I have been fascinated by these guys since I visited my first Buddhist temple here in
almost four years ago. I
had no idea what they represented – and from questioning many locals, I can
report that most of them don’t know either. Until recently, I just thought of
them as decorative roof supporters, and I took photos of them whenever I
visited a new wat. Cambodia
Not all temple buildings have these as it depends on the architectural style, though if the temple building itself doesn’t have them, then other buildings in the wat often do, if only in a stylised form.
|Two different designs at Wat Kesararam|
|Stylised form on the administration building at Wat Bo|
They are, in fact, representations of the Garuda, a divine being who appears in both Hindu and Buddhist mythology (garuda is the Sanskrit word for eagle).
Combining characteristics of both birds and humans, the Gardua is usually depicted as having the golden body of a strong man with a white face but an eagle’s beak, he has wings and wears a crown on his head. He often wears winged boots, with toes that resemble an eagle’s claws, and he functions like a Cambodian Atlas, supporting a superstructure.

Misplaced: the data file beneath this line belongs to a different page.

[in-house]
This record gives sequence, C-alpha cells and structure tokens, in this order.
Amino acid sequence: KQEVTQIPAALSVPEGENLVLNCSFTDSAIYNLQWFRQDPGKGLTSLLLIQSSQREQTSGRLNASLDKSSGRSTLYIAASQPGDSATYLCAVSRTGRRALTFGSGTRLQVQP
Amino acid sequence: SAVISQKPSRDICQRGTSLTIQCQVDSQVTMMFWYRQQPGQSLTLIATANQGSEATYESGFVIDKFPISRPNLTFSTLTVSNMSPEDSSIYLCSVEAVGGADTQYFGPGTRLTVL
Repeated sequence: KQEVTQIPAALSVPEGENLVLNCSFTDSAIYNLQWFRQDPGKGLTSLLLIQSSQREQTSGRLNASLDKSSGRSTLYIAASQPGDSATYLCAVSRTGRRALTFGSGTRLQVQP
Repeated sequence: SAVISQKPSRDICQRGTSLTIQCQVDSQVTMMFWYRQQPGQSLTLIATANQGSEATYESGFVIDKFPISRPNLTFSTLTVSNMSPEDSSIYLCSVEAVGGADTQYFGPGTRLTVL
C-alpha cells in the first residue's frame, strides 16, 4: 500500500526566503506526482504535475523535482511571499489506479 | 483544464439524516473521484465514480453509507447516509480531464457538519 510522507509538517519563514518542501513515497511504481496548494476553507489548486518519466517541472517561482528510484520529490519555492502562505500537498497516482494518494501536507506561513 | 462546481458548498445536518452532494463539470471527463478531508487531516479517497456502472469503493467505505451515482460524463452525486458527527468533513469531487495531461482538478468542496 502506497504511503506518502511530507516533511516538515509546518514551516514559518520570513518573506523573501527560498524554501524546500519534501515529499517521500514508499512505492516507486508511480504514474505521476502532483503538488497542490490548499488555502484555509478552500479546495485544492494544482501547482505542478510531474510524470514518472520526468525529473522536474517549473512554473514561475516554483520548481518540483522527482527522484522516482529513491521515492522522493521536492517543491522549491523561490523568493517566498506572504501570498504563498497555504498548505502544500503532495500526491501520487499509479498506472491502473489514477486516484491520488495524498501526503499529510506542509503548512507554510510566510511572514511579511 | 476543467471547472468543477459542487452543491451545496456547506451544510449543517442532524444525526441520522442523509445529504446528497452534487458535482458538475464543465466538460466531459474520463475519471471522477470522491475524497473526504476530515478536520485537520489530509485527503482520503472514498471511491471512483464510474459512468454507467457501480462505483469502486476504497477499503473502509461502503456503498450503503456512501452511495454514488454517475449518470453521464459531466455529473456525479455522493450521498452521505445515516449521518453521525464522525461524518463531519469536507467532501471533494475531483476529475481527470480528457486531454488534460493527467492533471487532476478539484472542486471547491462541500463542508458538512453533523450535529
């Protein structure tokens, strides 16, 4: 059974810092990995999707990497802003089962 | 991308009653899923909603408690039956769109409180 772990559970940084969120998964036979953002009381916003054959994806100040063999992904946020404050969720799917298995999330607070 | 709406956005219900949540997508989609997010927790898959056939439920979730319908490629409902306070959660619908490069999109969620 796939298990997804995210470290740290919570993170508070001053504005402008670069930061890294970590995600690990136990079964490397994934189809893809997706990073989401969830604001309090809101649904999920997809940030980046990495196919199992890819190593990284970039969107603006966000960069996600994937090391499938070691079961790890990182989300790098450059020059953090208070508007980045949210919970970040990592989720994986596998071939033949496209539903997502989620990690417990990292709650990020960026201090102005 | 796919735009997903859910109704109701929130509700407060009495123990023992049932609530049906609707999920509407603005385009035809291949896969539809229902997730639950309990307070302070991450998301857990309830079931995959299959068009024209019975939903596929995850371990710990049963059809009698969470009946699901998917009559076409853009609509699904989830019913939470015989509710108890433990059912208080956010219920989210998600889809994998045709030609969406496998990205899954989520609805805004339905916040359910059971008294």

Garudas can be found in many other forms of Cambodian architecture, often in conjunction with the naga, a seven-headed hooded serpent – more on that in a future blog.
As you will see from the images here, the depiction of the Garuda motif varies greatly on the local temples, presumably at the whim of the maker.
|Wat Bakong (note the different head on the Garuda on the right)|
|Two slightly different designs at Wat Polangka|
|A corner cluster at Wat Kong Mouch (with pigeon nest) (and it looks like someone got the measurements wrong!)|
|Two designs at Wat Preah Enkosa and black garudas on an administration building at Wat Damnak|
|Another from Wat Kesararam|
|A plain version at Wat Run and a glorious Garuda at Wat Svay|
|A much more human-like depiction at Wat Chork|